Author(s): Bosabalidis A, Tsekos I
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Abstract Glandular scales of Origanum dictamnus L. originate from a single protodermal cell. They are composed of a 12-celled head and an unicellular stalk and foot. During the early stages of gland differentiation, the head cells possess a small number of plastids which contain globular inclusions. Similar inclusions are also observed in the plastids of the stalk and the foot cell. The lateral walls of the stalk cell progressively undergo cutinization which does not extend to the upper and lower periclinal walls. At the onset of secretion the electron density of the plasmalemma region lining the apical walls of the head cells remarkably increases. These walls are impregnated with an osmiophilic substance identical in appearance to the content of the subcuticular space. In a following stage of the secretory process osmiophilic droplets of various size arise in the cytoplasm of the secretory cells which undergoes simultaneously a reduction of its initial density. After secretion has been concluded the protoplast of the head cells becomes gradually degenerated. The chlorenchyma cells of the mesophyll possess numerous microbodies closely associated with various organelles. In the cytoplasm of these cells crystalloids occasionally occur.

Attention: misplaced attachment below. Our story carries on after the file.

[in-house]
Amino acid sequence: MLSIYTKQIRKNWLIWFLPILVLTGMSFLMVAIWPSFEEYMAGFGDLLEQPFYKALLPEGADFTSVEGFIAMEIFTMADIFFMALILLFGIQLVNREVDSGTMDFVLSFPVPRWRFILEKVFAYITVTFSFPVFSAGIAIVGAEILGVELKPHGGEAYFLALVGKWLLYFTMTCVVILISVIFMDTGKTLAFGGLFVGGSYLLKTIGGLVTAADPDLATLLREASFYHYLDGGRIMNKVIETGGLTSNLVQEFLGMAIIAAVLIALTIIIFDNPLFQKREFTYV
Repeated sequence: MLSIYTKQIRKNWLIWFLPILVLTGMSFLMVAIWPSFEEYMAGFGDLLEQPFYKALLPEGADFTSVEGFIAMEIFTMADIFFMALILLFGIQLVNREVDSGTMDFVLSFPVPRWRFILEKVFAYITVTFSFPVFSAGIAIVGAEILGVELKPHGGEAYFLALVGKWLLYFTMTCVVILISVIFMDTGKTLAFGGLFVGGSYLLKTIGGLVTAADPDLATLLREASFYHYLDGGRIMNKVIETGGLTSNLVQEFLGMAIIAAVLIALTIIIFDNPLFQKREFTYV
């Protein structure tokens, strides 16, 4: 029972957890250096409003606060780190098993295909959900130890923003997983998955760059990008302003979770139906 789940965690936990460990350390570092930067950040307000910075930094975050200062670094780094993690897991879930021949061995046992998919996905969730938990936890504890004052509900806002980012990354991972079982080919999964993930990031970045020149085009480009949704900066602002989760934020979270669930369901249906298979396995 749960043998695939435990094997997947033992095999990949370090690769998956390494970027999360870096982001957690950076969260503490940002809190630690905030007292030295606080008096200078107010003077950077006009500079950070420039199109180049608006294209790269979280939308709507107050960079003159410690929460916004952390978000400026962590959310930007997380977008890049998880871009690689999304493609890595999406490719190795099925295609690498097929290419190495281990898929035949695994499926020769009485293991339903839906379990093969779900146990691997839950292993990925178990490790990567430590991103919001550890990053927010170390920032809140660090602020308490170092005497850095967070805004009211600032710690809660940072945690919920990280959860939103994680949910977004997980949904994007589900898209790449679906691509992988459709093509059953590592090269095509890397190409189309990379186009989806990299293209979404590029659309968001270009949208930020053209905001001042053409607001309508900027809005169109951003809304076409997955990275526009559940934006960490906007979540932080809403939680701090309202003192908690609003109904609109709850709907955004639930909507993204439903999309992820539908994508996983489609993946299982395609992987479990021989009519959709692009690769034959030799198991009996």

This article was published in Planta
and referenced in Natural Products Chemistry & Research